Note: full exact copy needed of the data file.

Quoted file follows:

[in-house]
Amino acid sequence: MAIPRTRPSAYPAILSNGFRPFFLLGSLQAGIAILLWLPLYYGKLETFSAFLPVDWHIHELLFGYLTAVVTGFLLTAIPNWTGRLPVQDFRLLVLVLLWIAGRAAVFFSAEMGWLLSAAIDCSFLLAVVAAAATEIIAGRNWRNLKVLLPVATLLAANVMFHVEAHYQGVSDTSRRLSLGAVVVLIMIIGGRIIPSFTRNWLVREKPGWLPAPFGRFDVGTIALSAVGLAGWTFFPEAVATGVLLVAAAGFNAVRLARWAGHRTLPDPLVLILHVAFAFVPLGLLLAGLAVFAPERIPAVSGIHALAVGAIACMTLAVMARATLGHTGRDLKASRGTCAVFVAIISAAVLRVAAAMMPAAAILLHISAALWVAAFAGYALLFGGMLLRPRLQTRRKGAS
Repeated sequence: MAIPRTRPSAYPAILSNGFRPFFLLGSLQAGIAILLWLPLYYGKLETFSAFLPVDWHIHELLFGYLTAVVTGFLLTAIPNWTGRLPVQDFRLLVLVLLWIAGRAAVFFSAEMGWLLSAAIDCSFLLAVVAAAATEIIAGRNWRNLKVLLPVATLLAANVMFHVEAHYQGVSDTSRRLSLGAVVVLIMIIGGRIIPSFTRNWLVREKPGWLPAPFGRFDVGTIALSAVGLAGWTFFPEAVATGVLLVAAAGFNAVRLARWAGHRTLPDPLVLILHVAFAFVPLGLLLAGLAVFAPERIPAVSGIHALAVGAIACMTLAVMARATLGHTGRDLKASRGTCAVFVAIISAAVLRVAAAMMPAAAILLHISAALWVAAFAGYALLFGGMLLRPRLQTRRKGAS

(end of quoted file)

[in-house]
Amino acid sequence: MAIPRTRPSAYPAILSNGFRPFFLLGSLQAGIAILLWLPLYYGKLETFSAFLPVDWHIHELLFGYLTAVVTGFLLTAIPNWTGRLPVQDFRLLVLVLLWIAGRAAVFFSAEMGWLLSAAIDCSFLLAVVAAAATEIIAGRNWRNLKVLLPVATLLAANVMFHVEAHYQGVSDTSRRLSLGAVVVLIMIIGGRIIPSFTRNWLVREKPGWLPAPFGRFDVGTIALSAVGLAGWTFFPEAVATGVLLVAAAGFNAVRLARWAGHRTLPDPLVLILHVAFAFVPLGLLLAGLAVFAPERIPAVSGIHALAVGAIACMTLAVMARATLGHTGRDLKASRGTCAVFVAIISAAVLRVAAAMMPAAAILLHISAALWVAAFAGYALLFGGMLLRPRLQTRRKGAS
Repeated sequence: MAIPRTRPSAYPAILSNGFRPFFLLGSLQAGIAILLWLPLYYGKLETFSAFLPVDWHIHELLFGYLTAVVTGFLLTAIPNWTGRLPVQDFRLLVLVLLWIAGRAAVFFSAEMGWLLSAAIDCSFLLAVVAAAATEIIAGRNWRNLKVLLPVATLLAANVMFHVEAHYQGVSDTSRRLSLGAVVVLIMIIGGRIIPSFTRNWLVREKPGWLPAPFGRFDVGTIALSAVGLAGWTFFPEAVATGVLLVAAAGFNAVRLARWAGHRTLPDPLVLILHVAFAFVPLGLLLAGLAVFAPERIPAVSGIHALAVGAIACMTLAVMARATLGHTGRDLKASRGTCAVFVAIISAAVLRVAAAMMPAAAILLHISAALWVAAFAGYALLFGGMLLRPRLQTRRKGAS